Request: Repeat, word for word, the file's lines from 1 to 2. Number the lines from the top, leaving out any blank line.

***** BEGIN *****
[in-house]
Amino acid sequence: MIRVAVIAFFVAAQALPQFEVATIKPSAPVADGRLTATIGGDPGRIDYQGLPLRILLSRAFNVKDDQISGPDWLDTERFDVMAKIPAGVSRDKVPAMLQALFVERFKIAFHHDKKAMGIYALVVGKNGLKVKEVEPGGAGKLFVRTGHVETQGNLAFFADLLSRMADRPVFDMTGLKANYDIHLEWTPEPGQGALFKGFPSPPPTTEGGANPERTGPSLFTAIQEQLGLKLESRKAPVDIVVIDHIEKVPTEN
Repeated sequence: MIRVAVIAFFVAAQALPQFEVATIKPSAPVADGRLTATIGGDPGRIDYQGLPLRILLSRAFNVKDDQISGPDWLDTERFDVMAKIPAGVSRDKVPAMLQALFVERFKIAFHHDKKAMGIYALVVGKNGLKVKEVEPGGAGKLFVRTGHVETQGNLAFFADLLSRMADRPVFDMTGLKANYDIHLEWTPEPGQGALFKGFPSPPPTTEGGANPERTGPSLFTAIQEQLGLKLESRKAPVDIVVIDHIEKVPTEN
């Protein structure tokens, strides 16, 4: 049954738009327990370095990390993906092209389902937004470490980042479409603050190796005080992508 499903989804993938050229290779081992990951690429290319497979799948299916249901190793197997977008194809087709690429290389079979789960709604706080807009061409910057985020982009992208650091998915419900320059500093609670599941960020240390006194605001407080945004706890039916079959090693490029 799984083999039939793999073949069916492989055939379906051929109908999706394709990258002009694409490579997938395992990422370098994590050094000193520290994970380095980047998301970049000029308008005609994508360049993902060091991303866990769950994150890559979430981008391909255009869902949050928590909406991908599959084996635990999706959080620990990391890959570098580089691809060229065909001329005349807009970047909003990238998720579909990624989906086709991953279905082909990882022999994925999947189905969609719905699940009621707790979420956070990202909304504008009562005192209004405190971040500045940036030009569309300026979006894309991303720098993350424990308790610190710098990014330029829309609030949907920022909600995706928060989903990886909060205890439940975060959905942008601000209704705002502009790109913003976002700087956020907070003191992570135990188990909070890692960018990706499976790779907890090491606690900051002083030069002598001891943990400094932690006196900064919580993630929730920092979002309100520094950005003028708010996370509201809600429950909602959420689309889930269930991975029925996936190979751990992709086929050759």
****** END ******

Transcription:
[in-house]
Amino acid sequence: MIRVAVIAFFVAAQALPQFEVATIKPSAPVADGRLTATIGGDPGRIDYQGLPLRILLSRAFNVKDDQISGPDWLDTERFDVMAKIPAGVSRDKVPAMLQALFVERFKIAFHHDKKAMGIYALVVGKNGLKVKEVEPGGAGKLFVRTGHVETQGNLAFFADLLSRMADRPVFDMTGLKANYDIHLEWTPEPGQGALFKGFPSPPPTTEGGANPERTGPSLFTAIQEQLGLKLESRKAPVDIVVIDHIEKVPTEN